Tuesday, October 20, 2009

Trying out a short story

I haven't done hardly any work on the project I mentioned in my last post. Fail.

But here's a little something that just came to me...

    She's been this way as long as I can remember. 
    When I was about three I noticed it for the first time. I was supposed to be asleep but I woke up because I wanted Mama to rub my back some more.  I climbed out of my crib and followed the sound of Sugarland to my parents' room. Daddy is policeman and he worked at night so he wasn't there. I thought I'd crawl in bed next to Mama but she wasn't there either.  I saw a light from a crack in the bathroom door. I had a baby brother so I knew to be quiet at night. I tiptoed over to the door and looked in. Mama was in the bathtub, surrounded by bubbles that smelled like the vanilla cupcakes she made me on Sundays. She had a funny-shaped glass in her hand and she was staring blankly at the wall. She looked strange compared to her usual smiling, talking, playful self. I sat down on the floor, with my head against the doorjamb and watched her do nothing until I fell asleep. I vaguely remember being carried back to my crib later on.
     Shortly after I turned five and my brother was two, I learned that being a police officer is a dangerous job and I became incessantly worried about my father's safety. One day, I decided to talk to him about it.
     It was breakfast time and Daddy was reading the morning paper. I got down out of my chair and walked around the table to climb into his lap. 
    "Daddy, are you scared?" I asked.
    "Scared of what?" He asked looking right at me and bouncing his knee.
    "The bad guys."
    "You mean the ones I have to deal with at work?" When I nodded solemnly, he rubbed my hair out of my eyes. "Sometimes I think about the bad things that could happen, but then I think about you and your brother and your mama and I remember to be brave. I've got to be brave so I can outsmart the bad guys and keep you guys and everybody else's family safe. Being brave is more important than being scared."
    "Who keeps you safe?" I wanted to know.
    "My partner, my bulletproof vest, my gun, my fast car, and God."
     I thought about this while I ate a piece of toast. "What happens if you're trying to catch a bad guy while we're at home sleeping and something bad happens? How will we know you need help?"
    "I tell you what: I'm going to give you a big-girl responsibility. You know how to answer the phone, right? Well I'm gonna teach you how to call my cell phone."
     He set me on the edge of the table and went to get his cell phone and the cordless phone for the house. "You know all your numbers, right?" He asked teasingly. Then my dad taught me how to turn the phone on, listen for a dial tone, punch in his ten-digit cell phone number and wait for an answer. We practiced three times and then he taped the number to the table in the hallway where I could see it.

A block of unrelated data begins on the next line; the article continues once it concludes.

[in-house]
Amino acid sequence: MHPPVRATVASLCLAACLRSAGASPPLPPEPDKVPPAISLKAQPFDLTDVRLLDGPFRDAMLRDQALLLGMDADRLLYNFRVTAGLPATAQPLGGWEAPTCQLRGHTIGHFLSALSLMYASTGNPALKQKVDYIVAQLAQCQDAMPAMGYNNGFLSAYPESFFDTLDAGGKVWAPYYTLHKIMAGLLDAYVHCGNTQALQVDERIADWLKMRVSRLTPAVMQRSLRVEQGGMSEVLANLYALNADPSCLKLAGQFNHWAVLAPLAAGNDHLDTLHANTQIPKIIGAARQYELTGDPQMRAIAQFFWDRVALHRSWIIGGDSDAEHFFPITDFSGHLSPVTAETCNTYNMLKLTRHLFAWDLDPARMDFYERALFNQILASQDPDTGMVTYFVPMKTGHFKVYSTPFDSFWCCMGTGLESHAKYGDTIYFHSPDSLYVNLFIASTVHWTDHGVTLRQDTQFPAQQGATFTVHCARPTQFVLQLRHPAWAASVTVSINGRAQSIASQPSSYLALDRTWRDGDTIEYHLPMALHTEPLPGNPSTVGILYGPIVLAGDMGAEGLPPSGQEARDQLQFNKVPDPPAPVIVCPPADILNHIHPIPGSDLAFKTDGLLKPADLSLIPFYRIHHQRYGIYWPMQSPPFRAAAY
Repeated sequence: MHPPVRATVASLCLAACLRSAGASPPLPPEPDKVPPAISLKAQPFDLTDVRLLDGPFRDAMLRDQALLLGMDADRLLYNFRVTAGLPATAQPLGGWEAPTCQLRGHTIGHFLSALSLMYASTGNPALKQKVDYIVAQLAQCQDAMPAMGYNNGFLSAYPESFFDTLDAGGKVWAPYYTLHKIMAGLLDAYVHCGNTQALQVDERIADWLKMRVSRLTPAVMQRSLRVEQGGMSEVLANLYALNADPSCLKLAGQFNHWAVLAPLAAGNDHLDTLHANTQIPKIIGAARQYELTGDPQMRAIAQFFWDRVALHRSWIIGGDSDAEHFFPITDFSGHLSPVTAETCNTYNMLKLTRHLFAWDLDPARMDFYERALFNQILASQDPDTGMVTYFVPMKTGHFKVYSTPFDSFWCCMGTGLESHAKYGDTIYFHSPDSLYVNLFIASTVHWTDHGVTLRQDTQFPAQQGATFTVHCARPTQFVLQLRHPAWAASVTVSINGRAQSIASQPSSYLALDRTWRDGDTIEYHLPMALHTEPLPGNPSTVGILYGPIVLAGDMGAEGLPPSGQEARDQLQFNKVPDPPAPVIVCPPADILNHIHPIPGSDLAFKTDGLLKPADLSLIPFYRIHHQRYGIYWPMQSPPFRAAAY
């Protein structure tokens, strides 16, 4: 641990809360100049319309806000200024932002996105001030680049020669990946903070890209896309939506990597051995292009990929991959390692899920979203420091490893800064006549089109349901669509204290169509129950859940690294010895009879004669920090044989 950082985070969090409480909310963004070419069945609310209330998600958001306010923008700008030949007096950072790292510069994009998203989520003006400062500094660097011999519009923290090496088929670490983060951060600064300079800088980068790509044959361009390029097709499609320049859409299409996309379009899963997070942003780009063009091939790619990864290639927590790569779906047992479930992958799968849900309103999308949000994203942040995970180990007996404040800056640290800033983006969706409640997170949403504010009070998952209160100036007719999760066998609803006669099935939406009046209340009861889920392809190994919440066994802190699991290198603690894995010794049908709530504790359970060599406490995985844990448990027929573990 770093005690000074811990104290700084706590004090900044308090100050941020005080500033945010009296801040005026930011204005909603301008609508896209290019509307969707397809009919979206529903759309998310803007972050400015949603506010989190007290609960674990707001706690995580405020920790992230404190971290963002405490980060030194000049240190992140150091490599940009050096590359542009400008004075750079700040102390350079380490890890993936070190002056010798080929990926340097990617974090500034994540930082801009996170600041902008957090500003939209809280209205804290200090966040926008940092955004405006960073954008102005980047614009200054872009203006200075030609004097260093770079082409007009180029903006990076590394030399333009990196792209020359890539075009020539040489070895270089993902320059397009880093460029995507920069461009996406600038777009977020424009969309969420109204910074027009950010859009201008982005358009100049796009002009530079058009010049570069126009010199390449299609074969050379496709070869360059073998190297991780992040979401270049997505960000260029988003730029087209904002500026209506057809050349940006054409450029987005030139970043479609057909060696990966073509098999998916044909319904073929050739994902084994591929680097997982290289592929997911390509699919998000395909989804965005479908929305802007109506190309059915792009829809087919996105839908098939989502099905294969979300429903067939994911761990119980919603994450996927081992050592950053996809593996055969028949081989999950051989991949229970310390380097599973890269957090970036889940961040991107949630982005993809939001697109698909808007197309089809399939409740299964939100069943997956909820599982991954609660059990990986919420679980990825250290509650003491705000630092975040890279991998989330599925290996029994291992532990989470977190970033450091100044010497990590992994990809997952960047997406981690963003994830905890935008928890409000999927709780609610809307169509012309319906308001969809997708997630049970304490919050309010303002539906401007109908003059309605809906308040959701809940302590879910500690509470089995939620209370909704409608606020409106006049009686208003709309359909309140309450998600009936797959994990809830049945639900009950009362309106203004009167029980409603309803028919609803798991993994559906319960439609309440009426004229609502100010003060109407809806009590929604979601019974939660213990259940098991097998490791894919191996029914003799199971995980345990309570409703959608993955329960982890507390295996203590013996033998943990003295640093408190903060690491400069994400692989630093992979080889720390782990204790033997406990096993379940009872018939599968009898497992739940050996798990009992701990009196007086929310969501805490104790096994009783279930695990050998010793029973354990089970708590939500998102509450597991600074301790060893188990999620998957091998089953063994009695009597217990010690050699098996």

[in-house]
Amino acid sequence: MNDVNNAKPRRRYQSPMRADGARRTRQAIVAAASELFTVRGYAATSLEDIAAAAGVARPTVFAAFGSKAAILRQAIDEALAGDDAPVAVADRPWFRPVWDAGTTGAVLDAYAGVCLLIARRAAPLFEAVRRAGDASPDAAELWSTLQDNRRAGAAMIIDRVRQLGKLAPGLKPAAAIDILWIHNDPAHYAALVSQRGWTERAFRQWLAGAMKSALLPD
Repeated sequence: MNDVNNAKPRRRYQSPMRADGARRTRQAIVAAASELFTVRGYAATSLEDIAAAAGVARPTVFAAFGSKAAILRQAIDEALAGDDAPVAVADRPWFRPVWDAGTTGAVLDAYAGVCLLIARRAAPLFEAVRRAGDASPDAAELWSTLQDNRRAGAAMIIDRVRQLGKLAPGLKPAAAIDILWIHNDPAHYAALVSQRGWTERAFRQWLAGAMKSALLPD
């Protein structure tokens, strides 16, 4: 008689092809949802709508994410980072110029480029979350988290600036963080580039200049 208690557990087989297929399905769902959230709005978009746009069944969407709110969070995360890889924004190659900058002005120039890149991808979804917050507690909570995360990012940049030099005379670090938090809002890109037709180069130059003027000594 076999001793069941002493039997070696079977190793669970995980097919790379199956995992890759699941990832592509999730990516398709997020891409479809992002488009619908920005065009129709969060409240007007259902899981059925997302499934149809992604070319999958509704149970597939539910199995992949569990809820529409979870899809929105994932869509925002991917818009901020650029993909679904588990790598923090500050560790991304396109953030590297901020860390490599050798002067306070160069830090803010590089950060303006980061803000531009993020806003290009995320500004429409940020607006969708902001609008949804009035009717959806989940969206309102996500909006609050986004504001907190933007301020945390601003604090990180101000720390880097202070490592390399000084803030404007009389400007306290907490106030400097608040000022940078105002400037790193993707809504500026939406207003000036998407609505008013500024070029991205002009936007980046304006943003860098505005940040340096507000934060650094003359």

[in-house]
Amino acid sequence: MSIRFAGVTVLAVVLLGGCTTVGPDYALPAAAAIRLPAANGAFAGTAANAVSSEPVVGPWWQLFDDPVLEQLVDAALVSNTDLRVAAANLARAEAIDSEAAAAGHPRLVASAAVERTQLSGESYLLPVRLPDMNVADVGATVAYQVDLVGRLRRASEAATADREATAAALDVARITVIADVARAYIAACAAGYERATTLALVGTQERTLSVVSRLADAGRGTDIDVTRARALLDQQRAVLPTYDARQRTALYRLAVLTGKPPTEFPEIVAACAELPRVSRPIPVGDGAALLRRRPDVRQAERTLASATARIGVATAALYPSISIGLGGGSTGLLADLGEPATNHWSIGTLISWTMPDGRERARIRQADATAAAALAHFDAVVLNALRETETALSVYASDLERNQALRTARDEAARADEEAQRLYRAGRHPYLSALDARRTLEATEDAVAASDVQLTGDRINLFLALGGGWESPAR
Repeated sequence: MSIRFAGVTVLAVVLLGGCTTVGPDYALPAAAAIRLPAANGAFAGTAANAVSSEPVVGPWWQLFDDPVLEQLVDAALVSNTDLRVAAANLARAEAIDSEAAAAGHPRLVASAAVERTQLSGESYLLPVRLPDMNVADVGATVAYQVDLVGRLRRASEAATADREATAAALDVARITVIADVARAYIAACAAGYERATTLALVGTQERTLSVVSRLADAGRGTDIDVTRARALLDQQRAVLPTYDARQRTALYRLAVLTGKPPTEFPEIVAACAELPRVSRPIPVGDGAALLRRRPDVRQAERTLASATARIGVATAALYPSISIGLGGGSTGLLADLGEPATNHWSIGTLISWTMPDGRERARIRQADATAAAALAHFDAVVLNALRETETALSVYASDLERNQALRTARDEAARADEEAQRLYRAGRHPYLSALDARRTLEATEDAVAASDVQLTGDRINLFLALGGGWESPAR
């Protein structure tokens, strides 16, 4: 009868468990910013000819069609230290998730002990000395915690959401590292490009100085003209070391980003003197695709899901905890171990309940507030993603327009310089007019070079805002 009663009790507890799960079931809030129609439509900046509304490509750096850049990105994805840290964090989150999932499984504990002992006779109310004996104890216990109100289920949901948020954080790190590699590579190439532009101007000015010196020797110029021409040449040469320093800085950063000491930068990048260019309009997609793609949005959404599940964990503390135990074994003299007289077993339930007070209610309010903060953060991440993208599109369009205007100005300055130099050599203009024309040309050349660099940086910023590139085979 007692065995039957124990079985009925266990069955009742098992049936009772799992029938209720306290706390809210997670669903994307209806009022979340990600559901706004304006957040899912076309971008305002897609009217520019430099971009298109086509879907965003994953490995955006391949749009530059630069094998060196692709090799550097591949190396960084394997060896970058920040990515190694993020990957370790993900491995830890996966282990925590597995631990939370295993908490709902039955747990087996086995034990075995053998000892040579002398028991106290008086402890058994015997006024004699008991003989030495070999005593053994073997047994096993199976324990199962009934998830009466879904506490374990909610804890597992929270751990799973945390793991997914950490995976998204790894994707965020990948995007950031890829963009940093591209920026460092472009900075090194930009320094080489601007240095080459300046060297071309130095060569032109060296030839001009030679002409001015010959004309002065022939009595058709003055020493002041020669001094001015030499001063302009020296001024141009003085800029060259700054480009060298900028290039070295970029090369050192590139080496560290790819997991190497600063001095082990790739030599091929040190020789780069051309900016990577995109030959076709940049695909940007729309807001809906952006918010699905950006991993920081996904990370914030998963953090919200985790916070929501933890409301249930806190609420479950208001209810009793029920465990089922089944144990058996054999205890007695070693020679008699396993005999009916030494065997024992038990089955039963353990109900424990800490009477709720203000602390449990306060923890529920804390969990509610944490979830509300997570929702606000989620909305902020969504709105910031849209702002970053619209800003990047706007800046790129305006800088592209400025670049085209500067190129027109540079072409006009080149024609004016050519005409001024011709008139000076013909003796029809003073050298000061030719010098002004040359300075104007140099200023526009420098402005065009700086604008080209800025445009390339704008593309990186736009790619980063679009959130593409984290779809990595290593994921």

"You can call me one time a night if you need to talk to me. If I don't answer it means I'm busy with work and I'll call you back if I have time. But make sure you ask your mama for help first, okay?"
     I told him I understood and then gave him a big hug.
    "You probably shouldn't call him every night, pumpkin, unless something is really wrong," Mama brushed some crumbs off of my face and then kissed my forehead.
     Two weeks later, I got up in the middle of the night to go to the bathroom. I looked into my parents' room and noticed that Mama wasn't in her bed. I had seen this at least a dozen times since I was three, so I knew she was taking a bath. I went and looked to make sure and then went to get the phone. I didn't worry about being heard because the music was on and the phone was downstairs. I dialed Daddy's number and hoped that he would answer. He did, on the second ring.
    "Daddy, it's Des."
    "Desiree, why are you awake?" He asked gently.
    "I had to go to the bathroom. Mama's sad."
    "What do you mean, sugar? Isn't she asleep?"
    "No. She's in the bathtub staring at the wall and drinking out of a grown-up glass."
    Daddy sighed. "She's okay. Go back to bed and we'll talk about this tomorrow."
    "Daddy, she's sad."
    "I know, baby, but don't go in there unless you need something or if your brother cries. Just go back to sleep. Do you hear?" His voice wasn't harsh, but I knew not to argue.
    "Thanks for calling, Des. I love you. I'll take care of Mama when I get home."
    "I love you too." I hung up the phone and went back upstairs.
     Daddy and I didn't talk about it the next morning. Mama woke me up with her usual cheerful song and dance.  She made us pancakes and smiled a lot. She and Daddy kissed twice and they looked so happy, I forgot to say anything.

In my head there is more of this, but I should go to sleep.

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